2000-10-28 / Columnists

From The G-Man: Black Youth: Take Nothing For Granted

By Gary Toms

From The G-Man:
Black Youth: Take Nothing For Granted

Hey people! We’ve got a little over a week before the presidential election, and it is my sincere hope that many will go to the polls in record numbers. Some will stay home in protest of the political process, or candidates, and a large percentage of them will be the younger members of the Black community. This cannot happen.

Over the years statistics have shown that Black men, and women, in the age range of 18-24, are not exercising their right to vote. One of the reasons is because, unfortunately, so many of these kids stray down the wrong path, and they end up with criminal records. As a result, they lose their voting privileges and the right to challenge the system.

Another reason why Black folks are in this position is because some of us just don’t care about the system enough to get involved. These are the same people who complain, day in and day out, about how the government is apathetic toward their concerns and needs. However, when you ask them to go with you to the polls, they’d rather stay home and watch "Wheel of Fortune".

The excuses for not voting have become commonplace. "My vote is not going to change the system." "I don’t like the candidates." "They are all a bunch of liars." "Those old white folks don’t give a damn about Black people!" It seems as though I’ve heard them all, but these reasons have never been good enough for me to feel

that I should not go out and vote. History, African-American in particular, played major role in getting me involved with the voting process. That is the biggest difference between myself and so many of the young "brothers and "sisters" out there. Many, but not all, have no knowledge of their history and culture, and I believe both should be embraced. Many of these kids have chosen to replace "Martin", "Malcolm"

and "Medgar", with ignorant celebrities, from hip-hop, film and sports, who forgot where they came from, and who they left behind, once they found success. Somehow, we must get back to our sense of history, pride and self-respect.

I was lucky enough to be slapped into consciousness when I was in college. I read many books, and saw many films, about the African-American struggle in this country. Each of these things had a profound impact on my life, but nothing had more impact than two photos that the instructor showed during one of his classes. In one photo, there were about 100 people, all white, and they were in a party-like atmosphere. There were men, women and even a few children scattered about the crowd. The smiles were plentiful, and laughter appeared to be in abundance. As you looked more closely at the photo, a tree could be seen in the background, and the grotesque, and mangled, body of a Black man was hanging from it. These people murdered him because they found out he was registering Blacks to vote!

In another photo, a group of Klansmen are lighting up cigars and smiling like the Cheshire Cat from "Alice in Wonderland." At their feet, lies the smoldering and charred body of a Black man atop burning wood. They also caught him attempting to get Black people to register and vote.

I know these images will make some of my Caucasian readers very uncomfortable, but I want you to understand that this isn’t about you or shoving America’s ugly past down your throats. Those who are truly conscious, and honest, about Black and white relations in this country will understand. This is about trying to wake up the Black youth, and I am willing to reveal the ugly truth, and risk losing readers, if it will make them get their asses into a voting booth, plain and simple!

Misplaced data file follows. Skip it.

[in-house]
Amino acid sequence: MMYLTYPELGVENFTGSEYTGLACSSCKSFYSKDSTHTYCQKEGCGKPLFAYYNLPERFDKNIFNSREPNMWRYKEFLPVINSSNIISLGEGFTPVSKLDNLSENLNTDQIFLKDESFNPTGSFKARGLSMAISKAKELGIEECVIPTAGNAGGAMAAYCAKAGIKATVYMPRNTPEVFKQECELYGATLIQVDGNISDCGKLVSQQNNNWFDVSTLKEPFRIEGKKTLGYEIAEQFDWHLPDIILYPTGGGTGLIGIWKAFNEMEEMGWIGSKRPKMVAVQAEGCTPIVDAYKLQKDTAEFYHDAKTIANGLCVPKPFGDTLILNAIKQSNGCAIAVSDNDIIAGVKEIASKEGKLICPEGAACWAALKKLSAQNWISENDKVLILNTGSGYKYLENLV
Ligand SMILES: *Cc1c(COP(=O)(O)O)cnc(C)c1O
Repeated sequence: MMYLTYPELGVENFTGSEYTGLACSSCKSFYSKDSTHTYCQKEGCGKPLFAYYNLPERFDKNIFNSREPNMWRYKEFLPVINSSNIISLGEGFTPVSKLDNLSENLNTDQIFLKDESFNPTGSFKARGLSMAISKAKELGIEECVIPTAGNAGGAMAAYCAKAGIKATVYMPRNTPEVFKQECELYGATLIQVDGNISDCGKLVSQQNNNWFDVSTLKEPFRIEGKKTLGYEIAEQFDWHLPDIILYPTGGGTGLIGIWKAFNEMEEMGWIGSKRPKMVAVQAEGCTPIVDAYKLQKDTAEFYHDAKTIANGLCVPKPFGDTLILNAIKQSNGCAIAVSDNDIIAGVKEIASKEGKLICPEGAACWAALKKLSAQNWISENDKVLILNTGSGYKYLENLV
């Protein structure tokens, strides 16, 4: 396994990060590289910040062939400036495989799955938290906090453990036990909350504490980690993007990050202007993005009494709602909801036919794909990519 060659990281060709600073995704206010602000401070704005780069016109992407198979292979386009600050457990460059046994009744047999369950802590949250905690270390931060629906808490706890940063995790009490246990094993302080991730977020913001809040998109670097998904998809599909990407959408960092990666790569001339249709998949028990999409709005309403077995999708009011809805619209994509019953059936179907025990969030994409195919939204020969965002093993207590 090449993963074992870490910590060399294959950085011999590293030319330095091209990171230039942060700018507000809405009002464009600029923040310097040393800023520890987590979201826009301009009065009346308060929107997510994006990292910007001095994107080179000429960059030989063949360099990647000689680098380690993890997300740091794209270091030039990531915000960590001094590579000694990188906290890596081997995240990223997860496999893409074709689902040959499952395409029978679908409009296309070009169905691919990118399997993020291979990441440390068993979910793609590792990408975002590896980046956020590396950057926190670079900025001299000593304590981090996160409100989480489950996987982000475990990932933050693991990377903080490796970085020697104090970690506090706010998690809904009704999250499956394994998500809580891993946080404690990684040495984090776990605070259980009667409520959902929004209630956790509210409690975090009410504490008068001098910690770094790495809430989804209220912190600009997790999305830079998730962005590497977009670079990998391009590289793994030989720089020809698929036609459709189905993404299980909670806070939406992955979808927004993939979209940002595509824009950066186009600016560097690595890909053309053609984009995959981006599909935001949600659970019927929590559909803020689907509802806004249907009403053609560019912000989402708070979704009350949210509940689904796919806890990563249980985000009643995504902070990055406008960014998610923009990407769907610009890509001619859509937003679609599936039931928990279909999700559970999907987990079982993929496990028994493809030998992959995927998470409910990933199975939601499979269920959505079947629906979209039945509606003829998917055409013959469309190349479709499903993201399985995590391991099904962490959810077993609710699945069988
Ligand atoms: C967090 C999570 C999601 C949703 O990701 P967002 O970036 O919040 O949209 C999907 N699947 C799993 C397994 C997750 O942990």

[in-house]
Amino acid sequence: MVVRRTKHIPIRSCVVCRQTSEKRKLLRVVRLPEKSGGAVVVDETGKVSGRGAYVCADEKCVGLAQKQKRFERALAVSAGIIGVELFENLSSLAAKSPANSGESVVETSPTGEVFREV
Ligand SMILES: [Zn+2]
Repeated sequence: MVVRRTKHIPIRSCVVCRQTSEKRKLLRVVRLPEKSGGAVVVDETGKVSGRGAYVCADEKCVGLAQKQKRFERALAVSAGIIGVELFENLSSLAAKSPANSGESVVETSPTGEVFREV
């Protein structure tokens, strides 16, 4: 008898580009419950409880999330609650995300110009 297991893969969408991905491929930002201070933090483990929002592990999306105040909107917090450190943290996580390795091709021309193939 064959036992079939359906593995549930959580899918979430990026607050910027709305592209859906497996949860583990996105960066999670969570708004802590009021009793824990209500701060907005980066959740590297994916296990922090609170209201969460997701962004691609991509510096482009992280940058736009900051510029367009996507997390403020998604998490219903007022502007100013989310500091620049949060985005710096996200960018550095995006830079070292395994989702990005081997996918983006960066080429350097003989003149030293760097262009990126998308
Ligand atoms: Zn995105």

I want teachers, parents, aunts, uncles, grandmothers, grandfathers, moms, dads, brothers, sisters, girlfriends, boyfriends, husbands, wives, dogs and cats to encourage their loved ones, or someone they know, to go out and vote on November 7. Too much ancestral blood, and tears, has been shed to get us to this point.

Listen to me my younger "brothers" and "sisters". If you do not take part in the presidential, senatorial or any other major election, you will be defecating on the graves, and struggles, of those who paved the way so that we could have this right. Moreover, your

ancestors made it possible for you not to have to endure any of the following: Entering a hotel through the back entrance; drinking from fountains labeled "white" and "colored"; avoiding contact between the races; attending separate but equal schools and facilities; enlisting in segregated military branches; being denied access to a "white emergency room"; being dragged from your bed, in the middle of the night, to be lynched; being raped, at will, by members of the Klan; Jim Crow laws and the judicial system; being shot, or worse, for looking at a white woman; and being beaten on a daily basis, and it didn’t matter if you were 8 or 80.

I could go on and on. Black youth, look at how much suffering and pain was endured to give you this opportunity. Please make the most of it, and start giving back to those who left you the legacy. You owe it to them. Take nothing for granted. Please, go out and vote!

A special shout out to a wonderful example of the Black youth, Ricky Richardson. The New York Post ran a feature on him, on October 24, for his amazing athletic ability. The Beach Channel High School junior tailback racked up 311 yards, and three touchdowns, on 21 carries, in a recent game! I’ve dubbed him "Slick Rick" because he just slips off tacklers. They should pump MC Hammer’s "You Can’t Touch This" whenever this guy scores. Your future looks bright, and the G-man is immensely proud of you. Keep up the great work,

on and off the field.

Take care, and I’ll see you next week!


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